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But did lice kill Napoleon’s quest for hegemony?

History has taught us that Napoleon, in his invasion of Russia in 1812, marched into Moscow with his army largely intact and retreated only because the citizens of Moscow burned three-fourths of the city, depriving the army of food and supplies. The harsh Russian winter then devastated the army as it retreated. The Russians’ victory, commemorated by Tchaikovsky’s 1812 Overture, was one of the great upsets of military history.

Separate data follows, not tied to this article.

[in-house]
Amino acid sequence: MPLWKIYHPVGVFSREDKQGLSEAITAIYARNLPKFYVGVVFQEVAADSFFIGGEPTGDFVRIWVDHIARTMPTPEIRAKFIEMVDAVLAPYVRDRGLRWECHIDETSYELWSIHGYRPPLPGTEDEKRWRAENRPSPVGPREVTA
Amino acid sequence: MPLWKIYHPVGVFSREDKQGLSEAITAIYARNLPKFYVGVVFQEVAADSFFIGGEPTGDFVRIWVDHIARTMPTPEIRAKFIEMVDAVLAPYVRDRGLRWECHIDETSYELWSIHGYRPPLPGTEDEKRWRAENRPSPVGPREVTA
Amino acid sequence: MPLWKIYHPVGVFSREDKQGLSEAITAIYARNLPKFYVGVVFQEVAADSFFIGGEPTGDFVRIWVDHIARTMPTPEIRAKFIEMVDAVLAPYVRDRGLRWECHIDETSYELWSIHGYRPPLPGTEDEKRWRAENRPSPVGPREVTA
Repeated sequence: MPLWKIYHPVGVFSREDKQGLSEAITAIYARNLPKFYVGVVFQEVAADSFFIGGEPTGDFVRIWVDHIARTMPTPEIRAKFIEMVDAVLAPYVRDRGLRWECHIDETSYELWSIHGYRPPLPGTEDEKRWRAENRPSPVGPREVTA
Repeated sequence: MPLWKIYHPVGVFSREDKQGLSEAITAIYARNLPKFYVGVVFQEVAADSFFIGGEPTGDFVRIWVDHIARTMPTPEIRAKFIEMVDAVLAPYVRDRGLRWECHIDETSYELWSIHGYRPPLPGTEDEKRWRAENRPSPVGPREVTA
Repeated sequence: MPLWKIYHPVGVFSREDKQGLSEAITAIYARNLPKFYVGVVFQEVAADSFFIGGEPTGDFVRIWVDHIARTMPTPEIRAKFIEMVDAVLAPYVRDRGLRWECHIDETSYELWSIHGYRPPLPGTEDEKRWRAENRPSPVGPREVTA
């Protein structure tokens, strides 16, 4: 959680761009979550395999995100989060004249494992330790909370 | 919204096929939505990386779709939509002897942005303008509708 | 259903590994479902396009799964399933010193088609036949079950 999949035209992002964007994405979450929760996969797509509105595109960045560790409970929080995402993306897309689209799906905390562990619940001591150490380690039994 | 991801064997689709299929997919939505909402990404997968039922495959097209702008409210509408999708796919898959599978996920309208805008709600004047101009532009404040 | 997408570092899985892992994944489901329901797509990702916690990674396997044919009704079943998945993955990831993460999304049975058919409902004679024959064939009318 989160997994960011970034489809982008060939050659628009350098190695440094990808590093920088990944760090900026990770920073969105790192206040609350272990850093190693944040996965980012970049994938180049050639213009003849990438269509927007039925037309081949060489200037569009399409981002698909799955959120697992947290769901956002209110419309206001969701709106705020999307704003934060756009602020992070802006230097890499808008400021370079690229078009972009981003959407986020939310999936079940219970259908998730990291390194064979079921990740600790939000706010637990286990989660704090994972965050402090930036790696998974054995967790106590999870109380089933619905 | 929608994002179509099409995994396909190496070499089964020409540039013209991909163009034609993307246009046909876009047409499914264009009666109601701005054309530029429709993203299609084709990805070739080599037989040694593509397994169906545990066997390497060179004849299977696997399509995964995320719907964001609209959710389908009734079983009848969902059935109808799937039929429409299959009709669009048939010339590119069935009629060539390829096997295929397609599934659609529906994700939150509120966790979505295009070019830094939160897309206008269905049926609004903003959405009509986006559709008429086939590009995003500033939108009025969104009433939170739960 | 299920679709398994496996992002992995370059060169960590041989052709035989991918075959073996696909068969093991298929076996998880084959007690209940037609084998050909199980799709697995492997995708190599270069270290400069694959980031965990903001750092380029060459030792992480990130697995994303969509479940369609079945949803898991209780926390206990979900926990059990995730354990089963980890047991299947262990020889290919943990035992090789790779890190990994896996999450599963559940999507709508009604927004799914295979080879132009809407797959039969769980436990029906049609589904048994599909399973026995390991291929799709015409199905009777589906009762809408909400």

But did lice kill Napoleon’s quest for hegemony?

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